- company-initiated concerns found through its own sampling
In some circumstances, unsafe food is found because people become ill. In that case, provincial and/or territorial public health officials conduct a disease outbreak investigation to determine if food is the source of the outbreak. This includes interviewing people who have become sick and conducting laboratory testing.
If a food source is identified, the CFIA will conduct a food safety investigation and take any necessary action to ensure unsafe food products are removed from the market.
Food Safety Investigation
The goal of a food safety investigation is to determine whether a food product poses a risk and to determine the type and extent of the problem. Investigations are conducted in a thorough, consistent and timely manner.
The CFIA will traceback the food product from the retail level through distribution to the production or processing facilities to find the suspected source of the problem.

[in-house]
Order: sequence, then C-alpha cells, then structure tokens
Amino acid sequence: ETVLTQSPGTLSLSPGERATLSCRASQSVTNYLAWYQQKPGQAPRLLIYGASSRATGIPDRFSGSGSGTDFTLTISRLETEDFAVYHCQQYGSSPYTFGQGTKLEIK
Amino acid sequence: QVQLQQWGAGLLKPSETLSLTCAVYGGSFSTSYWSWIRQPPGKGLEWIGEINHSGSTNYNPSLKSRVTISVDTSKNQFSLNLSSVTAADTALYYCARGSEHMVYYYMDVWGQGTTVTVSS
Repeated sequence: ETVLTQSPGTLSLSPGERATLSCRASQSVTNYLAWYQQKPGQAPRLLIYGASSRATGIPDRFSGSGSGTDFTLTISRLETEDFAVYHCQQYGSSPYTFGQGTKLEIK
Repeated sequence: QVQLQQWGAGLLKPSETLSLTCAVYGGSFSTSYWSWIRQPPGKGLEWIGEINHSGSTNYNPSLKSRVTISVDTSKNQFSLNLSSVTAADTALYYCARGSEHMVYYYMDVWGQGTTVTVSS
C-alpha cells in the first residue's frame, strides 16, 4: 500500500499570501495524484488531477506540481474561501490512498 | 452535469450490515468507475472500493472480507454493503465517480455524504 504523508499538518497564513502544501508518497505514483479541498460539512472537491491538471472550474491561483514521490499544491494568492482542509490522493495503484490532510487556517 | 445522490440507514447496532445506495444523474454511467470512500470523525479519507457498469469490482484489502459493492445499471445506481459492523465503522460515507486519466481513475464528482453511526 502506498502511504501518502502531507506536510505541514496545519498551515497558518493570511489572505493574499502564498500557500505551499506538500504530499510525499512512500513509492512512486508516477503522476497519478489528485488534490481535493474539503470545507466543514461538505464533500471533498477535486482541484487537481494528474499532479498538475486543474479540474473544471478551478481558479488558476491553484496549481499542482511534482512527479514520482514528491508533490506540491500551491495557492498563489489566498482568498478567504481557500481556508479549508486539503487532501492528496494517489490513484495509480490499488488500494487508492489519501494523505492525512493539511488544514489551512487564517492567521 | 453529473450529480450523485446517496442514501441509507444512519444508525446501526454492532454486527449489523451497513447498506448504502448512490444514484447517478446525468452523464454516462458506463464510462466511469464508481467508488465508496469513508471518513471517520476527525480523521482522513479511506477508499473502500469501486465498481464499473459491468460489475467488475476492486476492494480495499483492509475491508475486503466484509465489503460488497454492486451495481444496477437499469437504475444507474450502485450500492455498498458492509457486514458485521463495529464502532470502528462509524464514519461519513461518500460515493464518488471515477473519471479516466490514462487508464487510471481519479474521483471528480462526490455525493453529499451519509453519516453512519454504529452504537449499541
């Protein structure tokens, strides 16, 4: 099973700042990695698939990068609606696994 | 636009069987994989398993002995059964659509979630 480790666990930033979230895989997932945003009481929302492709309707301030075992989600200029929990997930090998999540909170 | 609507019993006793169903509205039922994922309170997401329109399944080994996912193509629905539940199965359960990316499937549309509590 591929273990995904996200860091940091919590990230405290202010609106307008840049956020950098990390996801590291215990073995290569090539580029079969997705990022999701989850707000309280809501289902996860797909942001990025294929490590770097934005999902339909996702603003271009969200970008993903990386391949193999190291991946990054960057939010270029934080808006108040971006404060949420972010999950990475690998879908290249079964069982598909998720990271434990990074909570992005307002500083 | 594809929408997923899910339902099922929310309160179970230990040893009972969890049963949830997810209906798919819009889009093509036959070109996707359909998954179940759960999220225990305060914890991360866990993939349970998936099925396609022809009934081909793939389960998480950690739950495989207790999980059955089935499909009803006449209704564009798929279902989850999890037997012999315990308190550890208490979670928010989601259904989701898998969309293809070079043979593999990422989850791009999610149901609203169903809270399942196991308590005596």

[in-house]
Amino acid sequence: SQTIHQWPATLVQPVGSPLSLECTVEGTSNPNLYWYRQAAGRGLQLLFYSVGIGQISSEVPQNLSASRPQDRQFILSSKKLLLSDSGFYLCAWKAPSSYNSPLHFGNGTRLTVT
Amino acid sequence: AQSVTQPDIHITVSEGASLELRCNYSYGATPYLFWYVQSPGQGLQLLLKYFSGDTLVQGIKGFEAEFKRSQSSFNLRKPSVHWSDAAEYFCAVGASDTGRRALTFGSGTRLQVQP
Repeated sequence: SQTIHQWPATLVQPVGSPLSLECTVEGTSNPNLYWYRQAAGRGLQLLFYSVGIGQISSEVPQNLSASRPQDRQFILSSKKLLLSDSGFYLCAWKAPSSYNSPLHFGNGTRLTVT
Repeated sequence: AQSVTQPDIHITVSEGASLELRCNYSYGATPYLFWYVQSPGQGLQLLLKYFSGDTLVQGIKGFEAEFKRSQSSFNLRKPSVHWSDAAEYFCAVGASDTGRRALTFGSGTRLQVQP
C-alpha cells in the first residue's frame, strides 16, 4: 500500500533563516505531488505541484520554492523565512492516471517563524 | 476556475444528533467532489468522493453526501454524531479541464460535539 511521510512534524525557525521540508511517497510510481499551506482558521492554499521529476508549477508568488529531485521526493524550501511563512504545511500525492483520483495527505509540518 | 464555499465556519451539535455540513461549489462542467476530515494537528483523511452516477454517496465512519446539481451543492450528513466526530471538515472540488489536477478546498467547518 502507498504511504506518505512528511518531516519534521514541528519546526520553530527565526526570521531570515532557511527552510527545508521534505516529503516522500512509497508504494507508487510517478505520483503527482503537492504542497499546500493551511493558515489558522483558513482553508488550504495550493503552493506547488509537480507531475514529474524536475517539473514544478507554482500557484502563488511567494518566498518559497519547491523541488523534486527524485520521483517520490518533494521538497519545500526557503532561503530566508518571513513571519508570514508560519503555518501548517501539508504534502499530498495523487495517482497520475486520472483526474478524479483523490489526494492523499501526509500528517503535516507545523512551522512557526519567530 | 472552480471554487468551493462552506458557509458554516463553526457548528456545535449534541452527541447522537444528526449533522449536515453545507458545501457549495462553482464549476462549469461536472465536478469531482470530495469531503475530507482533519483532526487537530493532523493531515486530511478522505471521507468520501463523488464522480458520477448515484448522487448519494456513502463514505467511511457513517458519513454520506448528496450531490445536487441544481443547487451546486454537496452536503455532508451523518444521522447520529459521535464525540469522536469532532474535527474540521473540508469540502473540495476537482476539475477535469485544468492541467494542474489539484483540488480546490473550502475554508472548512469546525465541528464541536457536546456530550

The CFIA will provide this information to Health Canada who will determine the level of risk of the situation. This process is called a health risk assessment.
The CFIA and Health Canada work as quickly as possible to reach a decision about the potential health risk to the public. The level of risk contributes to determining the types of food recall.There are three types of food recalls:
- Class I recalls (High risk): A Class I recall is initiated for a food product when there is a high risk that eating or drinking that product will lead to serious health problems or death. The CFIA issues a public warning for all Class I recall when the product is available for sale or could be in the consumer’s home. (See official definition)
- Class II recalls (Moderate risk): A Class II recall is initiated for a food product when eating or drinking that product will most likely lead to short-term or non-life threatening health problems. The chance of any serious health symptoms is low in healthy populations.
- The CFIA issues a public warning for some Class II recalls based on the risk assessment and other criteria, such as the severity of symptoms in vulnerable populations (children, pregnant women, seniors, etc.) (See official definition)